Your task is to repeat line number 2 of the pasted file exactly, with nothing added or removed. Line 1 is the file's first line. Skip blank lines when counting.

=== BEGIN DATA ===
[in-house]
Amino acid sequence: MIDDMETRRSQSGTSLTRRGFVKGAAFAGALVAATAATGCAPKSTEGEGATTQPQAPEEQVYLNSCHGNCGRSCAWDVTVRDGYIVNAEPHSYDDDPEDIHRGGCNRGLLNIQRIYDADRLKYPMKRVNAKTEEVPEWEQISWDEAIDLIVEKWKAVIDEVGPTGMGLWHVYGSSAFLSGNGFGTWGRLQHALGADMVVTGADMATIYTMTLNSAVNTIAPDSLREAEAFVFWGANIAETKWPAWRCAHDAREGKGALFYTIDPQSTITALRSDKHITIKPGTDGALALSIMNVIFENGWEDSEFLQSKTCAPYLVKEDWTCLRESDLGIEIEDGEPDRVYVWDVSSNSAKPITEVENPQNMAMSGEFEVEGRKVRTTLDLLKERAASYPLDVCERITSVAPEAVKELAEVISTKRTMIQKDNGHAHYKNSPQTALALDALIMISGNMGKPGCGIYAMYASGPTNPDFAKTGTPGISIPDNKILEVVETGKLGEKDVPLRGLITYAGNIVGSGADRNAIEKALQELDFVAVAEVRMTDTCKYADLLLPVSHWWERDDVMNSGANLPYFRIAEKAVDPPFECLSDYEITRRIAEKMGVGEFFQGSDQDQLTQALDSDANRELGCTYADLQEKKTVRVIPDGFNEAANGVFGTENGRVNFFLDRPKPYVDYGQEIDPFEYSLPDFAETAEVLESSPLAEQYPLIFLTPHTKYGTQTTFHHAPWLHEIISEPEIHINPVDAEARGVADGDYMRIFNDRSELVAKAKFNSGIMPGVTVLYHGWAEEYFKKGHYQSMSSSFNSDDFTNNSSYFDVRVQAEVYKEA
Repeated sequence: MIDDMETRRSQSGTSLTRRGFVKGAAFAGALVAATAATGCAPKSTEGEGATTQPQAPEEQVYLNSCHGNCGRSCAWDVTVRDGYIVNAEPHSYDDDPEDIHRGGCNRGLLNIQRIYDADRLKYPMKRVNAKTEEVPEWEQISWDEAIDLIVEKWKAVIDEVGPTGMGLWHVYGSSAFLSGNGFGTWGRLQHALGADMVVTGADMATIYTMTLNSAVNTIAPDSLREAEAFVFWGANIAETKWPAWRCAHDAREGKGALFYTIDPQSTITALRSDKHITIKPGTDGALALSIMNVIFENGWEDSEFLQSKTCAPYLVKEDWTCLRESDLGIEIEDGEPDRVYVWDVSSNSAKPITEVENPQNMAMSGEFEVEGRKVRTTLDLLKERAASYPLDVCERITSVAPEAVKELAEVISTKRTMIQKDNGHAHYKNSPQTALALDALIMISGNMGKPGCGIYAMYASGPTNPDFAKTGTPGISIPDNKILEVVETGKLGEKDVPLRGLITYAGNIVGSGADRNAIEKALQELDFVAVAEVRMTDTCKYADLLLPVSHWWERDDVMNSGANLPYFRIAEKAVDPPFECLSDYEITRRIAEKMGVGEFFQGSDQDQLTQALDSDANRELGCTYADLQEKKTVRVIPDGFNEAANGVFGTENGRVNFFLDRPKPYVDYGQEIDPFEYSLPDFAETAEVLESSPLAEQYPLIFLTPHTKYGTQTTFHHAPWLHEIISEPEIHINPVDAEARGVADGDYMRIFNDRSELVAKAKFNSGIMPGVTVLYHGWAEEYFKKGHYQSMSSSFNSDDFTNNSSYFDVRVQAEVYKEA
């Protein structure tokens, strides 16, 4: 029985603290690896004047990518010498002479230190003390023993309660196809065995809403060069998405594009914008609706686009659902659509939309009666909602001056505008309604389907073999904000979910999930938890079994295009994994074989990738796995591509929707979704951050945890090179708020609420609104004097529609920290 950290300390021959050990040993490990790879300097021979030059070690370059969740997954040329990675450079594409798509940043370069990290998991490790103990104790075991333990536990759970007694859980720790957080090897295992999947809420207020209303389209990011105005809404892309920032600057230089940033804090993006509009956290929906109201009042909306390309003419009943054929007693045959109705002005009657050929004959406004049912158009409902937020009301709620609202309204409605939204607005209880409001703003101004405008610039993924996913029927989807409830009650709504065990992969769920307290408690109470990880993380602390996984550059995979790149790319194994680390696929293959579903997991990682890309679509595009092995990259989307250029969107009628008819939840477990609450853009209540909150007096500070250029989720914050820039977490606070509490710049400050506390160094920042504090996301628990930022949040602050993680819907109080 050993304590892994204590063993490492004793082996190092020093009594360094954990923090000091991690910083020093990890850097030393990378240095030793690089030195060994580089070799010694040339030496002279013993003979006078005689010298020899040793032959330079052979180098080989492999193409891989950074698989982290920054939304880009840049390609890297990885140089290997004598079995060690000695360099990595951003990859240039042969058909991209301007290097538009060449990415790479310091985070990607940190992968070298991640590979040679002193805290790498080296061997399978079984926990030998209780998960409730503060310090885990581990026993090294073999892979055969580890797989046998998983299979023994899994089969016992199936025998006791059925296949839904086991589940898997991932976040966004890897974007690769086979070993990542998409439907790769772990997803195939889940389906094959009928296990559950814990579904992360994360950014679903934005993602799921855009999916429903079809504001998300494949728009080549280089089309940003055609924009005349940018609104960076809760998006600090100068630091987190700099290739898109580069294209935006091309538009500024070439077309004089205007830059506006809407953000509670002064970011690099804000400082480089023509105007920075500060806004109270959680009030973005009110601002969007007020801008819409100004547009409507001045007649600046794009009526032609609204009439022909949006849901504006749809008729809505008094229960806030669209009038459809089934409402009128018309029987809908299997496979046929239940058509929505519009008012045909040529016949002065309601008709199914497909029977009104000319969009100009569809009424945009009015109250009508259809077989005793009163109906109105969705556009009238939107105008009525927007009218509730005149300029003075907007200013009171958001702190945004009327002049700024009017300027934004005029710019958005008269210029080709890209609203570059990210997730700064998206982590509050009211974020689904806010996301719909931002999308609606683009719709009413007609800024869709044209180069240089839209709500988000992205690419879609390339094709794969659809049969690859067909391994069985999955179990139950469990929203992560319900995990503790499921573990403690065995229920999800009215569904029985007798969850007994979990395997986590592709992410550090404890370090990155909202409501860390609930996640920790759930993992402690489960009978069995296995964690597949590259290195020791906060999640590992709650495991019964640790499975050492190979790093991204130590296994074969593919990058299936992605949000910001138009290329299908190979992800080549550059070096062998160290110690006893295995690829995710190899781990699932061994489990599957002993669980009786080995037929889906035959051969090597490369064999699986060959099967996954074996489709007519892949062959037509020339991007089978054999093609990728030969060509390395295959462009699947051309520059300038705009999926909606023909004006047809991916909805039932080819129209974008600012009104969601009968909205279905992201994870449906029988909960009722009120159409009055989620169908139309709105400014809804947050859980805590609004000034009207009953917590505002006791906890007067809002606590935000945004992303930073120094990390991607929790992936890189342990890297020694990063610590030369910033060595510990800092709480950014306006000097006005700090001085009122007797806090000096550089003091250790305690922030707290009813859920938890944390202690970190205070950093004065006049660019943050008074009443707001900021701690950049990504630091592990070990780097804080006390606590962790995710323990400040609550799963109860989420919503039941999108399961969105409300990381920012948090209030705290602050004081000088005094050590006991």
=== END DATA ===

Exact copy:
Amino acid sequence: MIDDMETRRSQSGTSLTRRGFVKGAAFAGALVAATAATGCAPKSTEGEGATTQPQAPEEQVYLNSCHGNCGRSCAWDVTVRDGYIVNAEPHSYDDDPEDIHRGGCNRGLLNIQRIYDADRLKYPMKRVNAKTEEVPEWEQISWDEAIDLIVEKWKAVIDEVGPTGMGLWHVYGSSAFLSGNGFGTWGRLQHALGADMVVTGADMATIYTMTLNSAVNTIAPDSLREAEAFVFWGANIAETKWPAWRCAHDAREGKGALFYTIDPQSTITALRSDKHITIKPGTDGALALSIMNVIFENGWEDSEFLQSKTCAPYLVKEDWTCLRESDLGIEIEDGEPDRVYVWDVSSNSAKPITEVENPQNMAMSGEFEVEGRKVRTTLDLLKERAASYPLDVCERITSVAPEAVKELAEVISTKRTMIQKDNGHAHYKNSPQTALALDALIMISGNMGKPGCGIYAMYASGPTNPDFAKTGTPGISIPDNKILEVVETGKLGEKDVPLRGLITYAGNIVGSGADRNAIEKALQELDFVAVAEVRMTDTCKYADLLLPVSHWWERDDVMNSGANLPYFRIAEKAVDPPFECLSDYEITRRIAEKMGVGEFFQGSDQDQLTQALDSDANRELGCTYADLQEKKTVRVIPDGFNEAANGVFGTENGRVNFFLDRPKPYVDYGQEIDPFEYSLPDFAETAEVLESSPLAEQYPLIFLTPHTKYGTQTTFHHAPWLHEIISEPEIHINPVDAEARGVADGDYMRIFNDRSELVAKAKFNSGIMPGVTVLYHGWAEEYFKKGHYQSMSSSFNSDDFTNNSSYFDVRVQAEVYKEA